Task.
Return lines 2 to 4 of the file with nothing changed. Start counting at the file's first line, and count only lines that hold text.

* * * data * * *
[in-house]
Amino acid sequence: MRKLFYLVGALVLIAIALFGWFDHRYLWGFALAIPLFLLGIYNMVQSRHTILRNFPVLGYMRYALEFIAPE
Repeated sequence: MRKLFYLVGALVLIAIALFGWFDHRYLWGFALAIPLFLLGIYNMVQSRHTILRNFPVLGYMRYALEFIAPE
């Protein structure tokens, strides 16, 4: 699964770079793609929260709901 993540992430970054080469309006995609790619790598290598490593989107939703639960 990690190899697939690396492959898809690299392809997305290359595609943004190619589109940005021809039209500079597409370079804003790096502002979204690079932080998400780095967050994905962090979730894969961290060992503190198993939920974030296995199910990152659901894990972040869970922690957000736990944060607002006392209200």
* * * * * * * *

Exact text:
Amino acid sequence: MRKLFYLVGALVLIAIALFGWFDHRYLWGFALAIPLFLLGIYNMVQSRHTILRNFPVLGYMRYALEFIAPE
Repeated sequence: MRKLFYLVGALVLIAIALFGWFDHRYLWGFALAIPLFLLGIYNMVQSRHTILRNFPVLGYMRYALEFIAPE
């Protein structure tokens, strides 16, 4: 699964770079793609929260709901 993540992430970054080469309006995609790619790598290598490593989107939703639960 990690190899697939690396492959898809690299392809997305290359595609943004190619589109940005021809039209500079597409370079804003790096502002979204690079932080998400780095967050994905962090979730894969961290060992503190198993939920974030296995199910990152659901894990972040869970922690957000736990944060607002006392209200």